The government is not rushing into taking a call on making it mandatory for all farmers to enrol in a nationwide digitised agricultural ecosystem that is being set up to connect farm services' companies and cultivators, a move that farm unions have opposed citing privacy and data concerns.
The government is holding discussions with experts on privacy and data protection in order to take a stand on the proposed enrolment of farmers in a new digital infrastructure that will contain vital economic data about farmers – from their land records to farming patterns – worth potentially thousands of crores of rupees, officials aware of the development said.
The agriculture ministry is, however, is moving swiftly to create a core digital base for the farming economy, which supports half of all Indians, with currently available public data. The ministry is in the process of "finalising the India Digital Ecosystem of Agriculture (IDEA)", which lays down the framework for building "Agristacks", which are channels of data related to farmers, according to an official.
The government seeks to transition towards a fully market-driven digital farm economy, which contributes nearly 17% to the GDP of Asia's third largest economy.
Such a move will help the government in planning better, raise farmers' income levels, and bring efficiency to the sector dominated by a majority of poor smallholding peasants, agriculture minister Narendra Singh Tomar said in Parliament on Tuesday.
Farm unions, however, have been deeply sceptical of the government's farm policies. In December, the Modi government scrapped three major farm reform laws following year-long protests by tens of thousands of farmers.
Farm unions have rejected policies announced in the recent Union Budget to harness startups, drones and digital tools to spur farm incomes, demanding instead a law to guarantee assured minimum prices for their produce.
"What will drones do? How will farmers afford drones when farmers don't get even minimum prices?" said Hannan Mollah, a leader of the Samyukt Kisan Morcha, the platform of farm unions behind the year-long agitation of farmers.
While the government wants more private participation in the vast agricultural sector, farmers fear that big firms will dictate prices, monopolise services and make them vulnerable to exploitation. These arguments are at the heart of the stand-off.
In September 2021, the agriculture ministry signed agreements with five private companies to push its project to harness big data from the farm sector for a digital ecosystem, a move the government hopes will attract new technologies and more private investment.
The digital repository, it is said, will aid precise targeting of subsidies, services and policies. The database will assign each farmer of the country what is being called an "FID", or a farmer's ID, linked to land records in order to uniquely identify them. India has 140 million operational farmland holdings.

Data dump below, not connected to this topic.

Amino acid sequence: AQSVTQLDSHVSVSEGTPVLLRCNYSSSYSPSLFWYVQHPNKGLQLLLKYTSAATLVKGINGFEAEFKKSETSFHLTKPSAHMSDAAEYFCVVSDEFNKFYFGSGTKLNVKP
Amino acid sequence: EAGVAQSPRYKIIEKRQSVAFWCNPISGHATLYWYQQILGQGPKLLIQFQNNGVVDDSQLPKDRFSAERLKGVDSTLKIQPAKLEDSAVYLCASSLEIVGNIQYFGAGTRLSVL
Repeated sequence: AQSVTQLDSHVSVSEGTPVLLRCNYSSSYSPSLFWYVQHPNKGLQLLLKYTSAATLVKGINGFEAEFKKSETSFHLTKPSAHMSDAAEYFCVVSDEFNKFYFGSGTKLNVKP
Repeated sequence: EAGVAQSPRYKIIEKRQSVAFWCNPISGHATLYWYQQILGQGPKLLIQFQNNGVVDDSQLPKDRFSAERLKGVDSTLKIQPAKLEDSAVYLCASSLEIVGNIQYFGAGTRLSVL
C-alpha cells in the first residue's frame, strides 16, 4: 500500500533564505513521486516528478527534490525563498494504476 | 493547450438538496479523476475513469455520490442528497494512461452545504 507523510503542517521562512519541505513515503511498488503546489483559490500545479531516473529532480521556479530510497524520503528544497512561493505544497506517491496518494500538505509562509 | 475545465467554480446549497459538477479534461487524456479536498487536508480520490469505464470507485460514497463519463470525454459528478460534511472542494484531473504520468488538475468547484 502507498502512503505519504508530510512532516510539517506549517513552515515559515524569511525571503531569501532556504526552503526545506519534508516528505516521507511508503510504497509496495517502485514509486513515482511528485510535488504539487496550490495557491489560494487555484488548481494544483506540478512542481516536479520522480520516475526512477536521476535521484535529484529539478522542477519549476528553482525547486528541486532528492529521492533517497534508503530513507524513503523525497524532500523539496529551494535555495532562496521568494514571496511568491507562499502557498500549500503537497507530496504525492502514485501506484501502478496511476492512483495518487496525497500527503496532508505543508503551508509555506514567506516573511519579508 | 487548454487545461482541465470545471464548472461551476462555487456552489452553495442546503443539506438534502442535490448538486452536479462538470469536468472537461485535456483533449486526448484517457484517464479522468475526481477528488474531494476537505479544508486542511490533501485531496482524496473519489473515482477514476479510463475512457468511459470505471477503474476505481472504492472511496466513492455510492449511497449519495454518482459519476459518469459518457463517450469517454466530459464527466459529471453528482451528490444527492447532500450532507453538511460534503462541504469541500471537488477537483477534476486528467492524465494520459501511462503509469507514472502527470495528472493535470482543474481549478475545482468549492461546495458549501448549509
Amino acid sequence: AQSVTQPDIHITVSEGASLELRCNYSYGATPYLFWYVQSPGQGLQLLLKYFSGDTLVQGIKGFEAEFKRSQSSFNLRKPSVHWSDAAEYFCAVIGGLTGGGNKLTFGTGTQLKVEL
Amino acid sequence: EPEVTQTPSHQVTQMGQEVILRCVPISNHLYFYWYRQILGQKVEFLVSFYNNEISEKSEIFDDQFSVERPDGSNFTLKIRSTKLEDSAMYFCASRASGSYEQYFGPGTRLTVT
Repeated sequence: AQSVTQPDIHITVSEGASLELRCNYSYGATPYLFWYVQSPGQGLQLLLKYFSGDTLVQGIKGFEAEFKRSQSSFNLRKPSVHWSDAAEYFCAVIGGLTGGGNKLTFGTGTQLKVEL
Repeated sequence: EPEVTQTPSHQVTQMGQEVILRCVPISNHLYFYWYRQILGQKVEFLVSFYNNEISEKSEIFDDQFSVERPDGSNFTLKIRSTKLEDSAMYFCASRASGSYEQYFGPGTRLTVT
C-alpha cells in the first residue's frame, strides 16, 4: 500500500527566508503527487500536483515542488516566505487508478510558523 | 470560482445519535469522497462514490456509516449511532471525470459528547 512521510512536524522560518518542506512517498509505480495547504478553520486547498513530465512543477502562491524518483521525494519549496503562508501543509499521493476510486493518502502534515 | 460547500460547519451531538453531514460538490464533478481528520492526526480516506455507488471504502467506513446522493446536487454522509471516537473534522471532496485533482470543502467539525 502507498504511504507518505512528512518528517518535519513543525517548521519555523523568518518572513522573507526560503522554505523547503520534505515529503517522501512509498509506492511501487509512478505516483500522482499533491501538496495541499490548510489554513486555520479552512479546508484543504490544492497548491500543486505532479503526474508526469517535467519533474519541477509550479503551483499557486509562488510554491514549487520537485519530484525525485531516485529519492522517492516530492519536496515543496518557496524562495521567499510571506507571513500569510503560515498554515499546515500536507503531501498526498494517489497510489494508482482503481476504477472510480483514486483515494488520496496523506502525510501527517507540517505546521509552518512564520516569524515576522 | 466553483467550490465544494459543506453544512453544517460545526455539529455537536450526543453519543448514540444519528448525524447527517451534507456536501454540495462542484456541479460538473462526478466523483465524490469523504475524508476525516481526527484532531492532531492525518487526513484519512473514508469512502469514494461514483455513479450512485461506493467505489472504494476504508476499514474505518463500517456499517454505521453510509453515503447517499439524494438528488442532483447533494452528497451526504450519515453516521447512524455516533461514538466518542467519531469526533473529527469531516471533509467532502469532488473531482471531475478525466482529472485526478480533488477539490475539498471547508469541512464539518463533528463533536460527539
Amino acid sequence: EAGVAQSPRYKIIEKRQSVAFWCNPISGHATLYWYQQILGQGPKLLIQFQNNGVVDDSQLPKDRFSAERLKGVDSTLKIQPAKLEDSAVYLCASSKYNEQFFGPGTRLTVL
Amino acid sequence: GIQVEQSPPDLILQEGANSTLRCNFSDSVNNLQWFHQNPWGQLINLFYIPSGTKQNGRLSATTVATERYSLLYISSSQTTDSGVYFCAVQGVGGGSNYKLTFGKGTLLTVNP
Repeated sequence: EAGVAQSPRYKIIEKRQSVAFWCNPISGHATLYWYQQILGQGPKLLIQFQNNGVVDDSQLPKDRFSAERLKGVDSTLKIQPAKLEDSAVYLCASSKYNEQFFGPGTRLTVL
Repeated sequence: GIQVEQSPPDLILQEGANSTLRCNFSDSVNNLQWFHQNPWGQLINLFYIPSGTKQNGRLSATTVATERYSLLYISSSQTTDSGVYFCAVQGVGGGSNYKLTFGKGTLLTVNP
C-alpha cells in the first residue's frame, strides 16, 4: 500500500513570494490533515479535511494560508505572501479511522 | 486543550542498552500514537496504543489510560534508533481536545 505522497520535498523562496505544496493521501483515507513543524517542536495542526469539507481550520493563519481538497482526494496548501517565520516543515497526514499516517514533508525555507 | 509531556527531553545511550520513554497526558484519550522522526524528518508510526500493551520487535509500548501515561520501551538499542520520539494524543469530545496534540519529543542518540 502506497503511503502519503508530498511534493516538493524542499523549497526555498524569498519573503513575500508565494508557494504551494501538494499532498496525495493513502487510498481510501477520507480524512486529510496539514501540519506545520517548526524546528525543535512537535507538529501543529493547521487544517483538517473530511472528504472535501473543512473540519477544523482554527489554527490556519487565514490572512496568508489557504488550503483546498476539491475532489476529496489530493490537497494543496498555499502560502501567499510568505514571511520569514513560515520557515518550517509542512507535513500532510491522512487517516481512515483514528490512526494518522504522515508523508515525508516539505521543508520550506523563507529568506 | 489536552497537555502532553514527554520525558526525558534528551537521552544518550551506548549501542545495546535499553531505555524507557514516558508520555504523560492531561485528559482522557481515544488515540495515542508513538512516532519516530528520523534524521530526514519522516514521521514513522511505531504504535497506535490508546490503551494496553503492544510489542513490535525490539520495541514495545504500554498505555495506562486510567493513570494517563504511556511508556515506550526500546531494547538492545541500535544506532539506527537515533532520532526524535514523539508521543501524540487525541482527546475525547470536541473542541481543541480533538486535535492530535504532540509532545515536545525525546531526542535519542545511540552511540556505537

"It is unlikely that farmers will be forced to join in. They will have a choice," an official said.
The hi-tech database will be available publicly, give agribusinesses unprecedented insights into the rural economy and even individual land parcels, allowing them to target farmers with customised products.
The database will connect data points - the number of occupational farmers, how much land they own and where, what they grow, and which agro-climatic zones they fall in. "These data points will be triangulated, throwing up a far more complex but illuminating picture of the agricultural economy," said an official of one of the companies onboarded by the government.
The next step would be to create a model to monetise the data, he said. Five companies that the government has signed contracts for the database are CISCO, Ninjacart, Jio Platforms Limited, ITC Limited and NCDEX e-Markets Limited (NeML).
I-T experts said digital services would drive up productivity, while the issue is not about privacy but data rights. "Once a drone flies over a farm, a company will have very minute data related to it. This will help firms provide accurate services. But once they own the data, they can manipulate prices by creating lock-in periods for farmers," said Parminder Singh, the executive director of the non-profit IT for Change. Singh advises the Samyukt Kisan Morcha on digital farm policies.
To begin with, the proposed farmers' database is being built with the data of farmers already registered under PM-Kisan, a cash transfer scheme for landed farmers. "The ecosystem will unleash a digital revolution for farmers. It will bring advanced technologies to the doorstep of farmers with greater competition and increase farm income," an official said.